March 2005 Archives
I'm setting up new notebook (HP Pavilion ze2070ea - really really nice one) and just realized I can't download one of the most important piece of software I just can't live without - w.bloggar, blogging client, because its site seems to be hacked and defaced out. When you go to the site (even google cache of it) you see empty page and view source reveals just some stupid cewl hacker comment I won't cite. What a shame to deface a site offering cool free software!
Anyway, does anybody know where can I get w.bloggar installation please? I'm writing this using MovableType web admin and it sucks.
Dino Chiesa of Microsoft shows how to generate dynamically WordML documents using Java and XSLT. Yep, that's not a typo, Microsoft, WordML and Java. XML serves as peacemaker again. And he even provides a working JSP demo. Cool.
The day can't go well when it starts with such.
That's really sad to see. The guy, who "used exceptions quite extensively to pass messages from the database all the way to the client", tested (no, "tested") cost of throwing exceptions in .NET on his desktop using such "test":
Throw New Exception
Catch ex As Exception
With Console.WriteLine(Now().ToString("hh:mm:ss.fffffff")) of course :)
And the conclusions are amazing:
1. Modern computers are fast. Really fast. Really, really, really, really, really fast.
3. Throwing one exception won't affect performance.
4. Throwing ten exceptions (nested or otherwise) won't affect performance.
5. Throwing one hundred exceptions (nested or otherwise) probably won't affect performance.
6. Throwing one thousand nested exceptions will most definitely cause your application to perform slowly.
7. The call stack actually supports 1000 levels of recursion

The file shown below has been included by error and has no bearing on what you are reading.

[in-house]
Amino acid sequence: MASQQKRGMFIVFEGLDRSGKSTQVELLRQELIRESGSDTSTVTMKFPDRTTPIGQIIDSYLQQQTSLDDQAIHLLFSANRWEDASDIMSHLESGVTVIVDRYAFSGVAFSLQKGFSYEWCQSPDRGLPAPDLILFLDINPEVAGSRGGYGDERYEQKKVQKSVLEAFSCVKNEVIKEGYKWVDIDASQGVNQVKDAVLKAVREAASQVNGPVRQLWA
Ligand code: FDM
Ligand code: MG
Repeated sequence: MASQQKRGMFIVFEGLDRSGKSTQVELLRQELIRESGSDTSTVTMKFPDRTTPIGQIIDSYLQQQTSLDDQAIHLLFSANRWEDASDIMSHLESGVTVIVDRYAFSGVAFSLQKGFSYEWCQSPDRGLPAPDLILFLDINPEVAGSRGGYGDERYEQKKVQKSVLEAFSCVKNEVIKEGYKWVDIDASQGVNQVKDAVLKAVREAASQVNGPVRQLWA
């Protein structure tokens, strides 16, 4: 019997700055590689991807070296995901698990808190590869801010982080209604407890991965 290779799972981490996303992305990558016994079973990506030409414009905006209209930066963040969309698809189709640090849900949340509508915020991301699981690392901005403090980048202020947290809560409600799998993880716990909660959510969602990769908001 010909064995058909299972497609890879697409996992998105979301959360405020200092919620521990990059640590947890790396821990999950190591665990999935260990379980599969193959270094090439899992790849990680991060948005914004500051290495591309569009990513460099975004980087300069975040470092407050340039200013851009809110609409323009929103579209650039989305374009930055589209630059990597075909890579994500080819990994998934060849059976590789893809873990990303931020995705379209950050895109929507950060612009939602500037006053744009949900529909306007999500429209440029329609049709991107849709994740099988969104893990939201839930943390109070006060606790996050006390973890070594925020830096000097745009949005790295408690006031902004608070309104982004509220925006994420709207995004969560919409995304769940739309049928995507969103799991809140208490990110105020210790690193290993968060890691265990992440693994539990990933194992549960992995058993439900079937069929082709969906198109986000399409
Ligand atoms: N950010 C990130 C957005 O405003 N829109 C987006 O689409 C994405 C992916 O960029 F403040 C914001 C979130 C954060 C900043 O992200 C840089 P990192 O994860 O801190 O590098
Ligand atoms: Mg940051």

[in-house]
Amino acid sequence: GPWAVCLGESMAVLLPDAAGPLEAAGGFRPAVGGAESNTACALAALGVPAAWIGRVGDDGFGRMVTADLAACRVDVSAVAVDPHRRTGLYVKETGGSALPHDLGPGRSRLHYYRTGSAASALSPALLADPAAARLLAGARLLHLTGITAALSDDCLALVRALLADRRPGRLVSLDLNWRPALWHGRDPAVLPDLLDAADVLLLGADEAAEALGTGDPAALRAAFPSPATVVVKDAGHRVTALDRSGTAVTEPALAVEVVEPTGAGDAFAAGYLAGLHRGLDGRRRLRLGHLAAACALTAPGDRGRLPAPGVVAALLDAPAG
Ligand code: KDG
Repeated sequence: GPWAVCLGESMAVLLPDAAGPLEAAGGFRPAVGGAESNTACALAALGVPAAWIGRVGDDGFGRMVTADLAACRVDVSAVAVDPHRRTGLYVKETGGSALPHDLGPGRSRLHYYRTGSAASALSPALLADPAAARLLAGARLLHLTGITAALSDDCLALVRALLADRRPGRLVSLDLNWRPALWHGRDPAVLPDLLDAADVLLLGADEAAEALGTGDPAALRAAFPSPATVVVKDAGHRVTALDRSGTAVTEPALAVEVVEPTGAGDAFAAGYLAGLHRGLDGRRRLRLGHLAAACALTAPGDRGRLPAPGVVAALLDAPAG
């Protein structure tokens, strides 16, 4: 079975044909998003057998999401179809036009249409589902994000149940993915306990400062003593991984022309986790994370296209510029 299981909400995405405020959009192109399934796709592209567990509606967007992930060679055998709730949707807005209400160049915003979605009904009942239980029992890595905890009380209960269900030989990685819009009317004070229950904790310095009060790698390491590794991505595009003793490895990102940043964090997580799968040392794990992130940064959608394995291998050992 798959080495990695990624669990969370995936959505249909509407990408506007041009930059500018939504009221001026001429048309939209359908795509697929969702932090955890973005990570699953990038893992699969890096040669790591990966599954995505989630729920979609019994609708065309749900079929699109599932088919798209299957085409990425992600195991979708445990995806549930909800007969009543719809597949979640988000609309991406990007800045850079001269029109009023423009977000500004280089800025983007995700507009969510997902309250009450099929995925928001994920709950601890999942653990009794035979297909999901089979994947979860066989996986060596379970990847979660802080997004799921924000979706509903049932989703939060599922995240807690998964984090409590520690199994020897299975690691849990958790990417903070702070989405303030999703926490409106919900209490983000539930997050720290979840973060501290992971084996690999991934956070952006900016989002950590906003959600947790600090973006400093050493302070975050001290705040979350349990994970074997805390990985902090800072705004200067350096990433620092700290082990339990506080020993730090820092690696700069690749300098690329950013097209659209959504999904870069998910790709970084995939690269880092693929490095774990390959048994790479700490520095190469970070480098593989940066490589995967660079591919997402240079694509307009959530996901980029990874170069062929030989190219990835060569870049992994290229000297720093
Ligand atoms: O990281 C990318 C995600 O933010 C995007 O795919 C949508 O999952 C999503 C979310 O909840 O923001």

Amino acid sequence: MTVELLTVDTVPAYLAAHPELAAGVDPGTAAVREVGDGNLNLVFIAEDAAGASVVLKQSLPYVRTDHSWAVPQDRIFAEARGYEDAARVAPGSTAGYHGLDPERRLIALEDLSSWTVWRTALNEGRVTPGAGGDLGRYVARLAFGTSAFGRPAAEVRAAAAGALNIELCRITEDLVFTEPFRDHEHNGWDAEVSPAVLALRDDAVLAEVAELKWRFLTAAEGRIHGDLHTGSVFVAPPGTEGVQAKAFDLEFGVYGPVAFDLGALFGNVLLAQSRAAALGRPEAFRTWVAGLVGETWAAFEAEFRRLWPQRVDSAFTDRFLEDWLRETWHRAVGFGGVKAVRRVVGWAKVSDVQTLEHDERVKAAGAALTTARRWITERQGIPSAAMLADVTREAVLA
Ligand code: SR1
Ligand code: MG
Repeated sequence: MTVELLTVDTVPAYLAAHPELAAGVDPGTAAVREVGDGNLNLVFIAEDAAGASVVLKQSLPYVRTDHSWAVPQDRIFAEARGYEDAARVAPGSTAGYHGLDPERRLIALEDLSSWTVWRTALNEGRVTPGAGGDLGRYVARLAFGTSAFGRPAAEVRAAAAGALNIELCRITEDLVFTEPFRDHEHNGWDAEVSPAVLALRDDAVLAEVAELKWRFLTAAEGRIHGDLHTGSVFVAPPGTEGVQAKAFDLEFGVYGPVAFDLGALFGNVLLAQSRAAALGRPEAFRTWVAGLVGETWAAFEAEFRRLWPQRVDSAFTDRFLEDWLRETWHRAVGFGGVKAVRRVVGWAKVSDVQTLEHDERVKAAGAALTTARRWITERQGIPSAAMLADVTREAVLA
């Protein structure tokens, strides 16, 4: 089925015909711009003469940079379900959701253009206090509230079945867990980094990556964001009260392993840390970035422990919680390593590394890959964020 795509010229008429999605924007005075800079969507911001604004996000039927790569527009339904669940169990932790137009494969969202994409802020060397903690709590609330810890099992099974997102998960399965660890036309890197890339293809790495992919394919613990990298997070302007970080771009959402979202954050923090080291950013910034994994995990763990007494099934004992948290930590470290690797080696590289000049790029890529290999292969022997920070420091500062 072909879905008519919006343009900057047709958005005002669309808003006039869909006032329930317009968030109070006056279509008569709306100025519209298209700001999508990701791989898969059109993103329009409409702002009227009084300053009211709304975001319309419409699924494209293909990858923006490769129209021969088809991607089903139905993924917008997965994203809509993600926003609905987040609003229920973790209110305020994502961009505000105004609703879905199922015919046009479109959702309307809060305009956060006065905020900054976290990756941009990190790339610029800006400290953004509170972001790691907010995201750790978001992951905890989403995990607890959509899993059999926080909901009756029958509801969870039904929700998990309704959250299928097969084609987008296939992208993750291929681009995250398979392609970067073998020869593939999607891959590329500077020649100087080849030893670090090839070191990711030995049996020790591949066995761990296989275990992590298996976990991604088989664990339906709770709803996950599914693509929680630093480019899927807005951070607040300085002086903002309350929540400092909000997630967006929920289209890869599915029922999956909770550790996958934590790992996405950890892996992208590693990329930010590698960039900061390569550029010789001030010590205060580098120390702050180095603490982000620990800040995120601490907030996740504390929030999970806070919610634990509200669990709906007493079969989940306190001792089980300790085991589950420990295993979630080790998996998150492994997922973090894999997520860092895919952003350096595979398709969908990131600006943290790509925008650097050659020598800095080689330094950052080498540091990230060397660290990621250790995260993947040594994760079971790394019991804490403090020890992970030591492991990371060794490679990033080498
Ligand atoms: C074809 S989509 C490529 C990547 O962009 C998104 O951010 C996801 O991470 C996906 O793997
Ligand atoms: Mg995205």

8. Some people don't believe Lessons #1, #3, and #4.
9. An individual's Title does not automatically mean they have any clue what they're talking about.
If some one ever says "because it's faster," think of Lesson #1 and #9 and laugh.
That's what I call a manifest of resource wasters!
Michael Rys will be presenting MSDN Webcast "Making the Most of XQuery with SQL Server 2005 (Level 300)" at 4/26/2005.
This session provides an introduction to XQuery and the data modification language as implemented in SQL Server 2005, and shows you how to get the most from XQuery. Learn how to optimize XQuery and how to write some common XQuery expressions to get good performance.
Presenter: Michael Rys, Program Manager, Microsoft Corporation
This is the final release of the version formerly codenamed "Wolverine". This is the most significant release to date and has a ton of cool features. Enjoy.
Get it here
, this version rocks.
I made the Russian translation again, so all typos and lame Russian words are my fault. I hope it can make an experience of reading news with RSS Bandit even more exiting for those in Russian-speaking community who prefer localized GUI.
Btw, what about server-side feed aggregation? I need some sort of aggregation/filtration service (which would allow to aggregate feeds I choose into a single one and filter out a junk) for a site I'm developing and I was looking around and found not much available free tools. The first part is of course server-side feed aggregation - just like an aggregated feed at blogs.msdn.com, Planet XMLHack or TopXML's Reblogger with some sort of administration of course. The different layer is Bloglines like Web-based news reader, which allows users to have own feed lists and stores the context (read/unread items etc). I think the first part could be done easily using RSS Bandit's core, wisely detached apart from the GUI. Am I crazy or there are such tools already or nobody's gonna need it or it's a good idea?
Saturday, March 19 11:55AM the following transformation has occured:
and husband/@fname='Oleg' and wife/@fname='Alenka']">
<xsl:copy-of select="@* | husband | wife"/>
<child sex="female" birth-date="2005-03-19"/>